§ Mr. Edwards
To ask the Secretary of State for Education and Employment if he will make a statement about the provision of after-school clubs. 
§ Jacqui Smith
Earlier this year MORI and BMRB International conducted a series of surveys on the provision of out-of-school hours learning activities in schools. The survey showed that sports, music and the creative and performing arts were the most popular activities, offered at nearly all secondary schools and a significant number of primary schools. Seven out of 10 schools said the amount of out-of-school activities on offer had increased over the last two years. For the first time, dedicated funding has been made available to schools, local education authorities and their partners through the New Opportunities Fund (£160 million from650W April 1999) and the Standards fund (£20 million for 2000–01 and £60 million for 2001–02), to develop structured programmes of activities.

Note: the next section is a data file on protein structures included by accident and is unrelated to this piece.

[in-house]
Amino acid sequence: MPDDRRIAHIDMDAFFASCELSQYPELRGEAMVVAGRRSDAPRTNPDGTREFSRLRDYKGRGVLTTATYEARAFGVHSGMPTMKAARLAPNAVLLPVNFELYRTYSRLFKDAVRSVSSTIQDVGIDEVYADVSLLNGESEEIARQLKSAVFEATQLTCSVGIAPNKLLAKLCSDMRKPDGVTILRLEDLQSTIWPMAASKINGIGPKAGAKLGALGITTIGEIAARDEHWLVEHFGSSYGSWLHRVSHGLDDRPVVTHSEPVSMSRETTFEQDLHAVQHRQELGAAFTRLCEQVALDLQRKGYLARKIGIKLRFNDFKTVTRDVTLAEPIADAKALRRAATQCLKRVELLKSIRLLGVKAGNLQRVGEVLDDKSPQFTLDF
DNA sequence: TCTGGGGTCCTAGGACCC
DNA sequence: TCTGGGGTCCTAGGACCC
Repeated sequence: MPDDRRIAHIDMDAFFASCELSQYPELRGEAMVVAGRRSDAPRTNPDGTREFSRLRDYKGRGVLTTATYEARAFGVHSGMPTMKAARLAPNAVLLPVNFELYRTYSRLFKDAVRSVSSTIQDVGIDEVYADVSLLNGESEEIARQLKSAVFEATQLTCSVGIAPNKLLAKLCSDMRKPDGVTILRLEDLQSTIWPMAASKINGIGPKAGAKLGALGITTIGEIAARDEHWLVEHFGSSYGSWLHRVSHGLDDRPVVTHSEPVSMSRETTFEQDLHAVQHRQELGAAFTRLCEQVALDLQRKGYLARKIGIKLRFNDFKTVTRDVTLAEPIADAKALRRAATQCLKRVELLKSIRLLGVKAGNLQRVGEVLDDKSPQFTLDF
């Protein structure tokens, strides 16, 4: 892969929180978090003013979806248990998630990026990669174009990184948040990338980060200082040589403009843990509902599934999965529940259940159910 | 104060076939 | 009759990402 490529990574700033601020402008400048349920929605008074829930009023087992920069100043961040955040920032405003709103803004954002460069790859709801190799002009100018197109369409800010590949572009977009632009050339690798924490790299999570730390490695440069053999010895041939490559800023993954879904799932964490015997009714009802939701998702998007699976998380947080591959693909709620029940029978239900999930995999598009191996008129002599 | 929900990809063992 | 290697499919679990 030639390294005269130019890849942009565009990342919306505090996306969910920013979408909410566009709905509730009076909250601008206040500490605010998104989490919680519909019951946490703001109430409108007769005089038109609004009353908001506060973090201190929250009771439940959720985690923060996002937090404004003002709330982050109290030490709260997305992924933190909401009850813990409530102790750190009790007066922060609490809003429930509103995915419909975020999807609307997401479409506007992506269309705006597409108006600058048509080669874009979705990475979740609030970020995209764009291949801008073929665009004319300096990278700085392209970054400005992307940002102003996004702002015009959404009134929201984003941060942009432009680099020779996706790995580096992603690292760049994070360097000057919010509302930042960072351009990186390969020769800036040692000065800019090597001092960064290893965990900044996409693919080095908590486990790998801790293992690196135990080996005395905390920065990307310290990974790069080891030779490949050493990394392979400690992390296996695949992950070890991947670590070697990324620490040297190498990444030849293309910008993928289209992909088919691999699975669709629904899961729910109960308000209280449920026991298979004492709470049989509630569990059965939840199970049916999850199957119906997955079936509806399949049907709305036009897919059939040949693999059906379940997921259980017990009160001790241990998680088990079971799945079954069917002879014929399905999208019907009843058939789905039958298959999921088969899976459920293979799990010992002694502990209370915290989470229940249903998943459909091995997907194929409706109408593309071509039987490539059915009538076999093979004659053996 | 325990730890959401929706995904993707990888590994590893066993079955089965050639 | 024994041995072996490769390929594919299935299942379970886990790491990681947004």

Since April 1999 Early Years Development and Childcare Partnerships have reported the creation of 21,138 new childcare places in after school group provision, 12,098 places in before and after school group provision and a further 15,0171 in all year around group provision offering both term-time and holiday care. These 48,253 new places have provided care to some 96,500 children and, taking into account turnover, have added almost 40,000 places to the stock of places available across England.
1 It is not possible to separate after school group provision from all year provision. A small percentage of this figure may only include before school and holiday provision.